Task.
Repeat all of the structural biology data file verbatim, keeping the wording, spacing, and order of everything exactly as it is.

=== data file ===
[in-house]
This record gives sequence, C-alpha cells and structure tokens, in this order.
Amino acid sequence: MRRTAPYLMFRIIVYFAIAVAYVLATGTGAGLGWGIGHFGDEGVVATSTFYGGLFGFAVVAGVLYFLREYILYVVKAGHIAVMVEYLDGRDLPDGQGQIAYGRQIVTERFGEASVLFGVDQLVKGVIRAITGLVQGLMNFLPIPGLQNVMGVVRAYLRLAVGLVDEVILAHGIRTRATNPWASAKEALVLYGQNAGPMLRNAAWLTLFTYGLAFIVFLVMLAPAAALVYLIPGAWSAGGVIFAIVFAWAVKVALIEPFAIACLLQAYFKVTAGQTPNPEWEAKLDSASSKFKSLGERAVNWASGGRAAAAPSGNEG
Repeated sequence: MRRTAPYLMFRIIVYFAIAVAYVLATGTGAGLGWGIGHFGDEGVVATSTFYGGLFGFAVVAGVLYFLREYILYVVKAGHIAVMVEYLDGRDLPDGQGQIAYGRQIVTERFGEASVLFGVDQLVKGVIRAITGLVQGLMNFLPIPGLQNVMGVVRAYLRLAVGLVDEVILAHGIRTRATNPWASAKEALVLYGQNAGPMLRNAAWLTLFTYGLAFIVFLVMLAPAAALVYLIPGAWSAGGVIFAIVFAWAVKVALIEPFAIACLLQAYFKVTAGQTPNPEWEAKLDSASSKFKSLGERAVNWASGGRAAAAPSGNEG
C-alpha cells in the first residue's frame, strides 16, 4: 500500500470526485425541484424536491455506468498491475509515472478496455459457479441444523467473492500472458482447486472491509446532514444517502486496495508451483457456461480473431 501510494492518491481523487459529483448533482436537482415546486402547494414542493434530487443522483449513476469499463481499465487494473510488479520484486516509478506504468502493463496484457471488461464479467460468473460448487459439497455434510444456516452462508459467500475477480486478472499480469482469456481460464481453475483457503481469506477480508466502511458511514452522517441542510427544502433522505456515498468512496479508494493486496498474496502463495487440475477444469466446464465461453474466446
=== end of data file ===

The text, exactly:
[in-house]
This record gives sequence, C-alpha cells and structure tokens, in this order.
Amino acid sequence: MRRTAPYLMFRIIVYFAIAVAYVLATGTGAGLGWGIGHFGDEGVVATSTFYGGLFGFAVVAGVLYFLREYILYVVKAGHIAVMVEYLDGRDLPDGQGQIAYGRQIVTERFGEASVLFGVDQLVKGVIRAITGLVQGLMNFLPIPGLQNVMGVVRAYLRLAVGLVDEVILAHGIRTRATNPWASAKEALVLYGQNAGPMLRNAAWLTLFTYGLAFIVFLVMLAPAAALVYLIPGAWSAGGVIFAIVFAWAVKVALIEPFAIACLLQAYFKVTAGQTPNPEWEAKLDSASSKFKSLGERAVNWASGGRAAAAPSGNEG
Repeated sequence: MRRTAPYLMFRIIVYFAIAVAYVLATGTGAGLGWGIGHFGDEGVVATSTFYGGLFGFAVVAGVLYFLREYILYVVKAGHIAVMVEYLDGRDLPDGQGQIAYGRQIVTERFGEASVLFGVDQLVKGVIRAITGLVQGLMNFLPIPGLQNVMGVVRAYLRLAVGLVDEVILAHGIRTRATNPWASAKEALVLYGQNAGPMLRNAAWLTLFTYGLAFIVFLVMLAPAAALVYLIPGAWSAGGVIFAIVFAWAVKVALIEPFAIACLLQAYFKVTAGQTPNPEWEAKLDSASSKFKSLGERAVNWASGGRAAAAPSGNEG
C-alpha cells in the first residue's frame, strides 16, 4: 500500500470526485425541484424536491455506468498491475509515472478496455459457479441444523467473492500472458482447486472491509446532514444517502486496495508451483457456461480473431 501510494492518491481523487459529483448533482436537482415546486402547494414542493434530487443522483449513476469499463481499465487494473510488479520484486516509478506504468502493463496484457471488461464479467460468473460448487459439497455434510444456516452462508459467500475477480486478472499480469482469456481460464481453475483457503481469506477480508466502511458511514452522517441542510427544502433522505456515498468512496479508494493486496498474496502463495487440475477444469466446464465461453474466446